I don’t know about this latte drinking stuff. I was recently in San Diego, and there are a few Starbucks around, but most of the town seemed like a barrio to me. As I drove through those strange, foreaign-appearing streets—so different from the elegant simplicity of Boston, let alone the staid antiquity of Canterbury---down to Adams Ave bookshop, and then over to St Nicholas’s Orthodox church for vespers on Saturday, I had this strange sense of déjà vu all over again: where had I seen this place. Then it hit me: all those videos of the Rodney King riots! Granted the Episcopal cathedral, where I wen t fo evensong on Sunday, is situated in an island ofnear-normalcy, but it doesn’t ring true—it’s as false as all those lawns and fountains in what should be desert.

Anyway, it’ll be a helluva job getting those folks to drink latte.

And another thing---what’s up with that crazy Mormon temple? Haven’t you people ever heard of zoning?

H. E. said...

You should have looked me up. Maybe you can drop by next February for our Society of Christian Philosophers Conference. All invited--we hope the "Around San Diego" link is a draw.

As for elevating the masses, latte happens. Pump a little EU money into traditionally backward countries on the periphery of Europe and pious Catholics morph into secular liberal Europeans.

Brian Larry said...

Many of the educated (at least on paper) acquired their degree in search of the very things you believe the government should provide. What would have been their motivation if these things had been their birthright in this country? Some young people admittedly attend college because that's what you do in their family and some are there to actually learn something.

But...Eliminate those who are educated because they sought financial security and success and you will eliminate most of the educated people in this country and nearly everyone who represents only the first or second generation of his or her family to acquire a college education. (and by your arguments I suppose this eliminates the likelihood of their conversion).

What do you define as "elite"? "Financially secure"? In that case I believe you'll find mostly conservative voices amongst these "elite". If these are the elite, why will being like them make people more liberal?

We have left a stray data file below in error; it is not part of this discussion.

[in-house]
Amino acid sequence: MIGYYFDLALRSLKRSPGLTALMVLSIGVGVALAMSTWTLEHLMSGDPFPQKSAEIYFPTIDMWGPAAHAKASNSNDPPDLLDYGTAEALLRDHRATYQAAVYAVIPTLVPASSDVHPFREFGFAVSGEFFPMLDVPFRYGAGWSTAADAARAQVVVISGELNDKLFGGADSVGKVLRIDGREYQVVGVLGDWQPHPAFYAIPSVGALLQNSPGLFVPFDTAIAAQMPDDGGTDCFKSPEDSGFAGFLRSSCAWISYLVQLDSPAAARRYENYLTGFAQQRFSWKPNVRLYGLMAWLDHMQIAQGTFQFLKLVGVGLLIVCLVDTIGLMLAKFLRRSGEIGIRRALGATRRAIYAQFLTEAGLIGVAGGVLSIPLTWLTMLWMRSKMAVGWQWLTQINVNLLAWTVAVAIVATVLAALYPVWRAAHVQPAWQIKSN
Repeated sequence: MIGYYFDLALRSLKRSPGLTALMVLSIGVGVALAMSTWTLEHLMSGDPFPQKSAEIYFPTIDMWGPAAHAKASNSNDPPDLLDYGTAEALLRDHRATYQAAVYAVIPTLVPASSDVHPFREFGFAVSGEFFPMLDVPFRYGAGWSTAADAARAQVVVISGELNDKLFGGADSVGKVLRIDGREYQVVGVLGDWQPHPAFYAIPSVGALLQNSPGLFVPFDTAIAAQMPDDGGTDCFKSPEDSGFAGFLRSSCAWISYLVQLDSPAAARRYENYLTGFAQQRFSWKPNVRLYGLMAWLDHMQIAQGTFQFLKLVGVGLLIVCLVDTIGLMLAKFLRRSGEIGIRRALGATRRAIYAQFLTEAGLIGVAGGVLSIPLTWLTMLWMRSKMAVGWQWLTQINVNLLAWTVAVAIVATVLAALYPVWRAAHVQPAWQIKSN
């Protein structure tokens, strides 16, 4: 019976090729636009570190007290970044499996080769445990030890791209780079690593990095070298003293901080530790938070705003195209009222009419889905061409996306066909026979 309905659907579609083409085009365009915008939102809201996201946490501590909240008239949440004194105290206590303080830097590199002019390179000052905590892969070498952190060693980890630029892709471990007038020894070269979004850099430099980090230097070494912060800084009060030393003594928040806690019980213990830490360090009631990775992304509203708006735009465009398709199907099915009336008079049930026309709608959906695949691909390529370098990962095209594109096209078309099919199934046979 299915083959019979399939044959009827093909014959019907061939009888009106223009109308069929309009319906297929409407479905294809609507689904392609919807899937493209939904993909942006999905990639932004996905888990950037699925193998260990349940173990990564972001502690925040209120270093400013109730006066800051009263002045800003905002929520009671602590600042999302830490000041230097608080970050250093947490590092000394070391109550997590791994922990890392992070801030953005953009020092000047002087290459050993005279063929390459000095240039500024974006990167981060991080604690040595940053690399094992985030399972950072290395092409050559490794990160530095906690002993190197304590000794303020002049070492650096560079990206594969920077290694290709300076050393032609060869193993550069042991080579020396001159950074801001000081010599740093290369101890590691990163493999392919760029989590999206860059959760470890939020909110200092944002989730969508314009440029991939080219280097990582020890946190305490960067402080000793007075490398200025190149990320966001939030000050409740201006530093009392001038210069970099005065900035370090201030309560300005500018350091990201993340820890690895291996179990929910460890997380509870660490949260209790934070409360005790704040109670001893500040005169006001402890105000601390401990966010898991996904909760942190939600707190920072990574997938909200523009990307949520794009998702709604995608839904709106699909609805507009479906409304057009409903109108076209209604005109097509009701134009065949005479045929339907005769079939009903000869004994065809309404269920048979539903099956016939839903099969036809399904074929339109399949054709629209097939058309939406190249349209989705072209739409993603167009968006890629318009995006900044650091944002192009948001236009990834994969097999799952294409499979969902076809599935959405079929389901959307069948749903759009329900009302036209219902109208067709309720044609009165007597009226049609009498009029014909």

The republicans are successful in part because the "elite" fund their war chest. Either liberals have not obtained the financial success of the conservative "elite" or aren't as "liberal" about supporting their causes.

H. E. said...

There's no lack of applicants for higher education in European welfare states that provide significant social safety nets and basic economic security--as well as access to higher education for all who qualify.

First, there are always financial incentives for education and training and that's fine. In the UK on the average CEOs earn 25 times what hourly workers earn. That's an incentive. The figures were comparable in the US until the 1980s. Now compensation for CEOs in the US averages 531 that of hourly workers--much higher than anywhere in the world. Incentives are fine but it looks like here the point of diminishing marginal utility has long been passed.

Secondly, even apart from financial considerations, people go to college and get technical training because they want to do jobs that are interesting and avoid boring, repetitious, regimented, closely-supervised, dead-end, mind-killing drudge work. That's why I went, and the only reason I went to college and then to grad school.

Anyone who goes to college purely for cultural enrichment or to "learn" is a fool: if you want to lean, go to the library, read books, watch PBS, poke around the web. The whole point of college is to get the credentials and skills for good jobs, jobs that aren't boring.

enlightenment said...